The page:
A couple in their eighties had found there was an unwelcome guest and a big nuisance living in their attic. A raccoon decided to make it its new home. Its nocturnal meandering, noise and the destruction of telephone cables caused dramatic upset in their lives. They had an all too frequent problem in Boynton Beach, Florida: development has taken over natural environment where wild animals once roamed freely.
Raccoons, opossums, rats even alligators often encroach on living space in adult communities enjoying the benefit of protection from hunting and laws that govern the way they can be dealt with. Licensed trappers respond to animal pest complaints but they are an expensive option. When the older couple called a trapper listed in the Yellow Pages, the price quoted to come and trap the raccoon was $250. An additional fee of $80 for each raccoon pup would be added. It seemed that the raccoon pest in the attic was a mother that moved in with her brood.
My friends called me. They live on fixed incomes. It was a lot of money to spend to remove the offending raccoons. I called animal control and was informed about regulations entailed in trapping the raccoon. I got a Tomahawk Live Trap. My friends insisted that the raccoon and her pups be treated humanely. They didn’t want the animals harmed in any way, just removed from their attic.
The Tomahawk Live Trap I used measured 32” x 10” x 12” in size, made with 12-gauge wire mesh that has one-inch square spaces. It has a spring-loaded trap door and a release door. Pretty simple concept. The trap has a large pedal. Once it is set after lifting up the trap door and securing a hook attached to the pedal, it is strategically placed and baited. I used a small can of cat food. Tomahawk sells non-meat bait to help insure neighborhood cats do not get caught by mistake. Since my friends did not think there were any feral cats or neighbor’s cats around, cat food sufficed.
The idea was to place the trap in the area beneath a drain-pipe the raccoons used to get to and from the attic. My strategy was to trap them, hold them in the shade and provide water if necessary, then to place a wire grille over the attic vent they used to gain access to the house.
It worked overnight. Mama raccoon went hunting, she smelled the cat food, entered the trap and was humanely caught. Early in the morning the trap was placed in the shade. My friends passed food inside the trap, which the raccoon devoured, poked water inside in a narrow plastic tray, then called me. I screwed wire mesh over the attic vent after making sure there were no other raccoons inside. I used a powerful flashlight in the attic crawl space to double check no raccoon pups were left in a nest somewhere. They were old enough to get away and were not seen again.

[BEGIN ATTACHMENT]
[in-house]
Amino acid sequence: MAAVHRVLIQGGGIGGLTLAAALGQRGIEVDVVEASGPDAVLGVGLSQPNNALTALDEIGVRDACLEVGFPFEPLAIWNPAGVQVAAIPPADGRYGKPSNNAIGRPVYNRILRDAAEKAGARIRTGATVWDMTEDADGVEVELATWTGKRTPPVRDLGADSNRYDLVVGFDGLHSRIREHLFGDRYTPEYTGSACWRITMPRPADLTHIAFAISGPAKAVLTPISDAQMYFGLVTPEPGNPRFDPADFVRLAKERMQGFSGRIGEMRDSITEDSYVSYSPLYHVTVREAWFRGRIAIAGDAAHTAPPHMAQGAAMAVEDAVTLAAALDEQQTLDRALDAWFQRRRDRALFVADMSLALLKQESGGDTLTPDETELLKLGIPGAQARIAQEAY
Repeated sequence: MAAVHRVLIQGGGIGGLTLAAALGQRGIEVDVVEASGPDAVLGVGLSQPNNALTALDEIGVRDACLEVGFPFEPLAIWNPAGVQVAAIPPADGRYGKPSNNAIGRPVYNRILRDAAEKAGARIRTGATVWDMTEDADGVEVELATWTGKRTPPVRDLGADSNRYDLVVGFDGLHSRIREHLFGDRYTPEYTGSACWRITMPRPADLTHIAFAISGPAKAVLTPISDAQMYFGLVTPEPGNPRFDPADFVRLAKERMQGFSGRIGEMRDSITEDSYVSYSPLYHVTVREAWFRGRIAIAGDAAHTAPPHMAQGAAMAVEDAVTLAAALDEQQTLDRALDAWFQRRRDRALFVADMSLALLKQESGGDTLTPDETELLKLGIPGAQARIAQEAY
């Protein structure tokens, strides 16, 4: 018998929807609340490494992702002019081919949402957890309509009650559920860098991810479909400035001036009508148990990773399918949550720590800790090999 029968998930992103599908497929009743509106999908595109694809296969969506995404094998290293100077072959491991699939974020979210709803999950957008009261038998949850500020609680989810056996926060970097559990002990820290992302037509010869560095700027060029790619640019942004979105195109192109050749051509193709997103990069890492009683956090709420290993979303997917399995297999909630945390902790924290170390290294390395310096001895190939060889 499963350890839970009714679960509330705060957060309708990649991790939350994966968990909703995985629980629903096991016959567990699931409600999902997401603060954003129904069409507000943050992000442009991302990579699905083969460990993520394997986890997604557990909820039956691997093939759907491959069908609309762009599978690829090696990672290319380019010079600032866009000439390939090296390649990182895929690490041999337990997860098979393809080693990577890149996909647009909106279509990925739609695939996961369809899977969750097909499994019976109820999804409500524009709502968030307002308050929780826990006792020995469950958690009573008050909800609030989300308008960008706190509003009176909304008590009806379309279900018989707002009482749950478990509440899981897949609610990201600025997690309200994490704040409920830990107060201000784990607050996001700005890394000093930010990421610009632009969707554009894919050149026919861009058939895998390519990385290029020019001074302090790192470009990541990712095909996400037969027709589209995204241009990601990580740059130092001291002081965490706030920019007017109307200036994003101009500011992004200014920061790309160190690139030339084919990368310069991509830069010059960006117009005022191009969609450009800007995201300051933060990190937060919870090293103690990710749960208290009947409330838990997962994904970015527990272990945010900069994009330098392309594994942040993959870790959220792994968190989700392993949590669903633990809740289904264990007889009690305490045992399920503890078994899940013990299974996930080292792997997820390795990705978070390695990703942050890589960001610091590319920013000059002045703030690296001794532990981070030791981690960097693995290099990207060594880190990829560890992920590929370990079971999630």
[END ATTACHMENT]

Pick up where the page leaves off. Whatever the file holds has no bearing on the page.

When the attic vent grille was securely in place I released the raccoon from the escape door of the Tomahawk trap. The raccoon ran away and decided to make its new nest in the woods.
The Tomahawk trap I used cost $75 ordered from the company plus another $12 shipping. A lot less than the professional trapper wanted to charge to do the job. Repairs to the vent using heavy duty wire screen would have cost a great deal more if the trapper did it.
In cities and towns, where the discharge of firearms is prohibited and would be dangerous, trapping is the only viable alternative to get rid of animal pests. In these highly developed areas, leg hold traps cannot be used. Leg hold traps have steel jaws that snap shut on an animal’s leg. The trap is baited with food and the result is not only cruel, it is often fatal. Often unintended victims, such as domestic dogs and cats, fall victim to leg hold traps. Vet bills to repair resulting injury are exorbitant with liability for such costs borne by the trapper. Leg hold traps are also illegal to use in many urban and suburban communities.
Rural pests present other problems. Raccoons and rats often invade domestic animal spaces, attack fowl, raid nests, eat eggs and chicks and create damage in feed storage areas. Woodchucks, foxes, feral cats, skunks and other wildlife often become nuisances that must be dealt with. Land owners in rural areas sometimes resort to shooting offending animal pests. Even where permitted by law, the very nature of where and how animal pests invade buildings near foundations, near livestock and inside barns and sheds often makes shooting impractical and dangerous.